- After the climax of Election, McAllister moves from Omaha, Nebraska to New York City. McAllister thinks of his new life in New York is "exciting" compared to his old life in Omaha, although he is now living in a ridiculous small apartment instead of a house, and has a more humble job as a museum tour guide, probably earning less with a much higher cost of living. The implication of it all is that McAllister is just delusional.
- In The Wizard of Oz, Dorothy wanted to go somewhere "Over The Rainbow".
- Spoofed in the satire Water (1985). Baxter is the governor of this minor British colony in the Caribbean, and has just received word that the suits back in London are shutting down the colony and shipping the natives off elsewhere. Baxter is griping that he's the only one who seems to be angry about this.
Fitzhugh: I suppose they all want to go where the grass is greener.
Baxter: (smoking a joint) They'll find it a lot more expensive.
- Duets: Frustration with his dull life as a traveling salesman and a family that didn't seem to appreciate him (along with a healthy dose of beta-blockers) led Todd Woods to drop everything and pursue a cross-country karaoke competition.
- The phrase is used Lucky Number Slevin as a matter of lifestyle rather than location, where the title character, Slevin, and a crime boss known as "The Rabbi" have a conversation about how he can be both a gangster and a rabbi. When asked point-blank how that works, he turns uncomfortable and admits to being a "bad man" who (as he regains his momentum) doesn't so much justify it as he is both "what could have been" and "what could not", and "[his] grass is always green".
- In Song of the Lioness, Alanna feels stifled by Tortall's rigid view of gender (rightly so, mind) and goes traveling abroad after King Roald pardons her for her Sweet Polly Oliver deception. When she meets the ex-princess of Sarain, though, she's informed that the consensus among their nobility was that she ought to have been put to death for it.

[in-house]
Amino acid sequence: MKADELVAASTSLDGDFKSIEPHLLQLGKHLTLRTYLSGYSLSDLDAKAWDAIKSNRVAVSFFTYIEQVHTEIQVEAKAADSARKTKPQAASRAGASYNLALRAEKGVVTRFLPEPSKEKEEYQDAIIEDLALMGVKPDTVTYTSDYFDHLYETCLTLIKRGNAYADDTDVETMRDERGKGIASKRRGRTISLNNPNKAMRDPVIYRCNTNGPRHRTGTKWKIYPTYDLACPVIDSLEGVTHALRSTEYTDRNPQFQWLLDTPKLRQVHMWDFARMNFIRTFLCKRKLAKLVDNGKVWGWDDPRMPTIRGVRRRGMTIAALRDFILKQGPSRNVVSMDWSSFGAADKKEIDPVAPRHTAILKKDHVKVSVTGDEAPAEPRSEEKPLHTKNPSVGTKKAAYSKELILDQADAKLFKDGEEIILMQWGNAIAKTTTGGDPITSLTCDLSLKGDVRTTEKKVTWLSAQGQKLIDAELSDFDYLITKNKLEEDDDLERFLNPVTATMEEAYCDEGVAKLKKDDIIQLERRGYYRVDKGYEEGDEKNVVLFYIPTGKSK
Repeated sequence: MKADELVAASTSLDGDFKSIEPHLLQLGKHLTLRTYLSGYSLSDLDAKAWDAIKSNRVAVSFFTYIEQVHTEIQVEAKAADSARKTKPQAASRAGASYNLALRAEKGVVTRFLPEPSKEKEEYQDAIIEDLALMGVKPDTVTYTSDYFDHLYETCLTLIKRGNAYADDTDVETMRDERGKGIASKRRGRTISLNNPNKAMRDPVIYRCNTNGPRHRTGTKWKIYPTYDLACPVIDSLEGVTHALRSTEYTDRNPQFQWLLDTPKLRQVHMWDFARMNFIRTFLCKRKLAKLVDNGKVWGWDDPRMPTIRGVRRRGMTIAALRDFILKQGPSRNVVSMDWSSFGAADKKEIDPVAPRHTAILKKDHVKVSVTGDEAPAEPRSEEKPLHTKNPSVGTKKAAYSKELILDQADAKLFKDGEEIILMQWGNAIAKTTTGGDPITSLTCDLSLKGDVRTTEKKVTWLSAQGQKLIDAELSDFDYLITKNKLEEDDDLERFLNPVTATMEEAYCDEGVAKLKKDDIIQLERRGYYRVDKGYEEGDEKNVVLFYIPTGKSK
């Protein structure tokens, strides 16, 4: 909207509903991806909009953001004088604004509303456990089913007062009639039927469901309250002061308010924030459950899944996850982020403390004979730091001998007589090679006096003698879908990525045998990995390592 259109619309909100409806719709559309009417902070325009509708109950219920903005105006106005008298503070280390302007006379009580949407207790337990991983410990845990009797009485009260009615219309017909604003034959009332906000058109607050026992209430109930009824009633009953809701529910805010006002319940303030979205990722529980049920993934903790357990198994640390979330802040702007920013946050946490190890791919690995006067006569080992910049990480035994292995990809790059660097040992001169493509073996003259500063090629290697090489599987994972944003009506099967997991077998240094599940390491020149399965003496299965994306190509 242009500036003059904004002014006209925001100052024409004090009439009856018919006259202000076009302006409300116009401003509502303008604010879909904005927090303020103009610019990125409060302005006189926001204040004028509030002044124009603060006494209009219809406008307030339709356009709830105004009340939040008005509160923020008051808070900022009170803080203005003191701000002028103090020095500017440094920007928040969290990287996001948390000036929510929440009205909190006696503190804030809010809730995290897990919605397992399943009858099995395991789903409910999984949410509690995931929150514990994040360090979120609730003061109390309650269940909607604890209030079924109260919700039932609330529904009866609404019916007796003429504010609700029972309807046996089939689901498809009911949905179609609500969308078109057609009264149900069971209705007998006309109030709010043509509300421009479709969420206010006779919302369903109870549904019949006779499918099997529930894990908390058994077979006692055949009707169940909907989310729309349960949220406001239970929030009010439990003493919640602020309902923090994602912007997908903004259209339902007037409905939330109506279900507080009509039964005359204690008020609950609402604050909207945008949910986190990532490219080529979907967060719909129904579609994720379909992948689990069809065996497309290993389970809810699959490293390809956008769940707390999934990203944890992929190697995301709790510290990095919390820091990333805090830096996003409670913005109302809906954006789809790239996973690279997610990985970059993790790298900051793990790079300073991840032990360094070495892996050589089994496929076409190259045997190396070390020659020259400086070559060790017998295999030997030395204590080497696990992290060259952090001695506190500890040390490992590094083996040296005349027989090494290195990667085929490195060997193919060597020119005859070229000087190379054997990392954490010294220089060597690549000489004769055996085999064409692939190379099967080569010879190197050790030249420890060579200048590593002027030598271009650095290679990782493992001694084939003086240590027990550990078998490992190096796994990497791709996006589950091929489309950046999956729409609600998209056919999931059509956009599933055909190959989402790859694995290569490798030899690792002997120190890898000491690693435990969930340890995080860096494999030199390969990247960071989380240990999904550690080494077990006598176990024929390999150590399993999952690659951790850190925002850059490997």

- This is a plot point in "The Scrambled States of America." Kansas is sick of being stuck in the middle of the country and never meeting any new states, so he decides to have a party and invite all the other states. At the party, the states all decide to switch places. After the states switch places and a few days pass, the states realize they weren't as happy as they thought, so they all go back to their original places.
- In The Sorcerer of the Wildeeps, Demane has found he's not a particular fan of war and violence, so he often thinks about the peaceful place he came from. He even calls the place nothing other than 'the green hills'.
- Nina Tanleven: Discussed in The Ghost in the Third Row after Nine's first visit to Chris's house. While she's happy at home, Nine thinks that she also kind of likes things at her friend's house, since it's always occupied and nobody's ever lonely (in stark contrast to Nine's own home where it's just she and her Dad). However, after some consideration, she decides she'd probably go crazy if she had to live there for real.
- In Eileen, Eileen has a dull, miserable life in X-ville, and dreams that everything will be better once she leaves and goes to New York City. Based on hints from the narrator, it sounds like things largely did improve once she left, though it was hardly perfect.
- The Twilight Zone (1959): In "Once Upon a Time", the janitor Woodrow Mulligan is driven buggy by the high prices and everyday annoyances of 1890. He steals an experimental time machine and travels forward to 1961, which he assumes will be a utopia. The noise and even higher prices of the then-present convince him that he prefers living in his own time.
- The 100 has Earth serve as this for the people living on The Ark space station. Given their cramped quarters, lack of resources, and completely sterile and artificial environment, the wide open and natural world they see from orbit seems like it must be a paradise. They even have a religion where Earth serves as their version of Heaven.
- In Season 2, the people living underneath Mount Weather are revealed to have a similar view of the Earth's surface.
- Lush's "Single Girl": The song begins with "I don't want to be a single girl"... and then after she finds love and endures some fights and annoyances, the song ends with "I just want to be a single girl".
- Tom Waits: "I see a red rose blooming, on another man's vine..." from "Another One's Vine" from Blood Money.
- Little Shop of Horrors: "Far from Skid Row, I dream I'll go, somewhere that's greeeeeeeeen!"
- West Side Story: "I'd like to be in America! Okay by me in America!"
- RENT: "We'll open up a restaurant in Santa Fe, sunny Santa Fe would be nice. We'll open up a restaurant in Santa Fe, and leave this to the roaches and mice!"
- Seussical The Musical: "They say breezes are warm there and people are kind, maybe it's something like Heaven. I close my eyes and I see in my mind skies of bluest blue, and I'm sure it's true... Solla Sollew..."
- Hair: Manchester, England, England, across the Atlantic sea...
- Newsies: Santa Fe, my old friend, I can't spend my whole life dreamin', though I know that's all I seem inclined to do! I ain't getting any younger, and I wanna start brand new! I need space, and fresh air! Let 'em laugh in my face, I don't care! Save my place, I'll be there.